The latest expansion efforts tied in with the completion of a second building at Canac’s Drummondville, Que., distribution centre. The 432,000-square-foot structure is geared toward seasonal products and building materials. It sits on a million-square-foot lot that Canac purchased in 2019, situated in an industrial park opposite a DC Canac already has there.

The company continues to add stores as well. The planned opening of the store in the city of Contrecœur, which began construction last summer, follows the opening in the spring of 2021 of Canac’s 31st store, in La Prairie, Que. The 40,000-square-foot store has a 10,000-square-foot outdoor garden centre and a 24,000-square-foot lumber yard. According to Delisle, that store has been “a great success.”


The latest edition of HR Advisor examines what’s ahead for recruitment

The latest issue of our sister publication, Hardlines HR Advisor, came out last week. In this issue, we look at recruitment trends, prioritizing mental health in the workplace, and planning for staff reductions. To help companies shape their expectations for hiring in the year ahead, we spoke with some of this industry’s top executive search specialists.

Wolf Gugler of Wolf Gugler Executive Search has experienced a strong start to the year. He’s conducted searches on behalf of his home improvement customers in the roles of sales, operations, and sales leadership.

But despite the apparent buoyancy in the marketplace, one headhunter, Stephen Borer, partner at DMC Recruitment Group, warns that the climate is “challenging,” and “the most difficult recruitment market for an employer that I've ever seen in 25 years.”

Matt Frost, a recruitment consultant at Lock Search Group, adds that the velocity of hiring has increased as well. Companies looking for top people will have to move fast to secure them before they get taken by another company—or even another sector. “If you have a candidate that meets all of your requirements, the recommended approach is to not waste time getting to the offer stage.”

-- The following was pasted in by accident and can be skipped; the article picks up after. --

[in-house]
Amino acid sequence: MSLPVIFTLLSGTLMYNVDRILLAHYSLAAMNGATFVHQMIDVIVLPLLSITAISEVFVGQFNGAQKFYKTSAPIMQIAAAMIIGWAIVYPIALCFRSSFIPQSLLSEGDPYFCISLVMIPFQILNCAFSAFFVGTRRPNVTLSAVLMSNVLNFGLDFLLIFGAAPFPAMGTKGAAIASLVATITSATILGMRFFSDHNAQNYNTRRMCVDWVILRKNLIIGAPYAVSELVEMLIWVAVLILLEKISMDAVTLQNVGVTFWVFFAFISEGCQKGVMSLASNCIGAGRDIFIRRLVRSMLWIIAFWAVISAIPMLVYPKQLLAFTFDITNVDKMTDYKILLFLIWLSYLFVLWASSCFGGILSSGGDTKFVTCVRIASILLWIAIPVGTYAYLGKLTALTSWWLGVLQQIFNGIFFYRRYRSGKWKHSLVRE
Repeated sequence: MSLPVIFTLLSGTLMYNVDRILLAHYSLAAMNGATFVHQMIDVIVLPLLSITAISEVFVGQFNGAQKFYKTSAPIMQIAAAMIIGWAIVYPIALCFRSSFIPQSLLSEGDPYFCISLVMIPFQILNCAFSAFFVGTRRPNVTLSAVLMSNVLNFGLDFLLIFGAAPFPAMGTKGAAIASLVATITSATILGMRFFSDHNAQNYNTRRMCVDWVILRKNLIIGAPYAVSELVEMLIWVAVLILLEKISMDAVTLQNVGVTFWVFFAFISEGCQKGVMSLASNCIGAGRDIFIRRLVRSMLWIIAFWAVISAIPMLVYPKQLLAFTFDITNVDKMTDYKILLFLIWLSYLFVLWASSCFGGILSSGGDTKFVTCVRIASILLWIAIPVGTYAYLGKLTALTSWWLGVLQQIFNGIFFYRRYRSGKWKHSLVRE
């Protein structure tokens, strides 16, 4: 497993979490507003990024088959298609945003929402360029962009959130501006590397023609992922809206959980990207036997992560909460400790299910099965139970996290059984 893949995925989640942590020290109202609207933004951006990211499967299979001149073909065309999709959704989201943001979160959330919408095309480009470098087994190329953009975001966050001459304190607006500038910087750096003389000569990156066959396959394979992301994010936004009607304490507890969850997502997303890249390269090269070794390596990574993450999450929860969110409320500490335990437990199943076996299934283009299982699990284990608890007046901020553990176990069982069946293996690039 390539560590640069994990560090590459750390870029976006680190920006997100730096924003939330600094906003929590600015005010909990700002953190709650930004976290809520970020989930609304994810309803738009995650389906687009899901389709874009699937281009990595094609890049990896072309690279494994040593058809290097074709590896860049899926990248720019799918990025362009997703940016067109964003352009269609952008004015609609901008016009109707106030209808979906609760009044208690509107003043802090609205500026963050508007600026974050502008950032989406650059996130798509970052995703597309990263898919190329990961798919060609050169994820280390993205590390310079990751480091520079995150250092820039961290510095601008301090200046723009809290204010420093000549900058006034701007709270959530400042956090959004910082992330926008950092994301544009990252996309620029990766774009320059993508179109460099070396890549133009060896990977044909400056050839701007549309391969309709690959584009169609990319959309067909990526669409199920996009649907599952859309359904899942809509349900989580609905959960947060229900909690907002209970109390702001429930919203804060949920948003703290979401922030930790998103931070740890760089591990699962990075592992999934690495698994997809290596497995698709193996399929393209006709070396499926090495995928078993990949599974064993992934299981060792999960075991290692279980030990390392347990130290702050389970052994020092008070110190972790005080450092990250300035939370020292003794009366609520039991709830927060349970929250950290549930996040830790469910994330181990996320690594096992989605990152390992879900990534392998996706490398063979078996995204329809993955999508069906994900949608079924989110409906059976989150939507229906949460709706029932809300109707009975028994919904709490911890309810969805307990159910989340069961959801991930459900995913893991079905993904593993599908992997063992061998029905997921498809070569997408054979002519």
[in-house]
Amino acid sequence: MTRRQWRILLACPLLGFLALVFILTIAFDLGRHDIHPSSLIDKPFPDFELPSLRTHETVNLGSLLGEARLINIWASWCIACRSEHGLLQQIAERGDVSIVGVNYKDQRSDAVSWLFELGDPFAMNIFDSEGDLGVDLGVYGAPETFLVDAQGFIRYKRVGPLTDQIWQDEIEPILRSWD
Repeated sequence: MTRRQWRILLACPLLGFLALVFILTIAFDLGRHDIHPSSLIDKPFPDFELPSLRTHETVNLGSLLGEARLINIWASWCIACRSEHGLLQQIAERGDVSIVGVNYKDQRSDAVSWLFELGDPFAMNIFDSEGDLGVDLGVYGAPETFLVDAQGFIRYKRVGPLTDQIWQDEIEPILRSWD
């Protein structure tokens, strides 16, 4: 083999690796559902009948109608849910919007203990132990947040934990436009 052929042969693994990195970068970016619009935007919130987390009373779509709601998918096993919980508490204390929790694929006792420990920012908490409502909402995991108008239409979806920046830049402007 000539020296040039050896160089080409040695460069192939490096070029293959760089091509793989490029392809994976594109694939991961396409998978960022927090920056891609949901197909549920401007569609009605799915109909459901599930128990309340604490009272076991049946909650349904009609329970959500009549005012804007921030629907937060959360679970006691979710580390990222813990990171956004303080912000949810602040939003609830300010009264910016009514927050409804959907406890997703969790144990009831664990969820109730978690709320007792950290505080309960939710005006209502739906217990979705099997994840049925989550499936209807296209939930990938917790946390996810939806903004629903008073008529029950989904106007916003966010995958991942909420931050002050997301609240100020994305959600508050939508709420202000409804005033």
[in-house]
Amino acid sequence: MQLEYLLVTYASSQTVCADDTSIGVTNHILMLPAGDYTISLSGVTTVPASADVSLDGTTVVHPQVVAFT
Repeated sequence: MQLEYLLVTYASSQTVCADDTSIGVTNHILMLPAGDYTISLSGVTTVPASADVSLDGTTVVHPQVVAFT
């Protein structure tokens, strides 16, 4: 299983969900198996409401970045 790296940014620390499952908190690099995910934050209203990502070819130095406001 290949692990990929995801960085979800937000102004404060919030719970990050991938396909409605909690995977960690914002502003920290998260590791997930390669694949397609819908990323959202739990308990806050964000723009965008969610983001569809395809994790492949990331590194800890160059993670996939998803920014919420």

Another topic examined in the latest edition of Hardlines HR Advisor is the importance of mental health awareness and supports within your company. Regardless of size, many companies can show flexibility and empathy towards employees struggling with mental illness symptoms—without sacrificing profits, says retail marketing consultant Sonya Ruff Jarvis.

“Company profits can be maintained by acting on this shift in the workplace,” she says. “Those profits diminish with low productivity, poor quality of work, job dissatisfaction, and low loyalty, which can all result in critical negative profit measurements such as high absenteeism and turnover.”

The people side of the business has become more important than ever under COVID. Hardlines HR Advisor offers support for your company’s HR needs every single month.

(If you’re not already receiving HR Advisor, click here to sign up for free!)

‘We hire the best’: trained staff are key to customer service

RONA Home & Garden in Kelowna serves a population of nearly 250,000 in and around British Columbia’s fastest-growing municipality. It was the area’s first home improvement big box when it opened in 1995 under the Revy banner.

Last fall, it was recognized with its second Outstanding Retailer Award and third nomination. Matt Wachter, store manager of RONA Kelowna, accepted the ORA for Best Large Surface Retailer at the 25th Hardlines Conference, held in Niagara-on-the-Lake, Ont.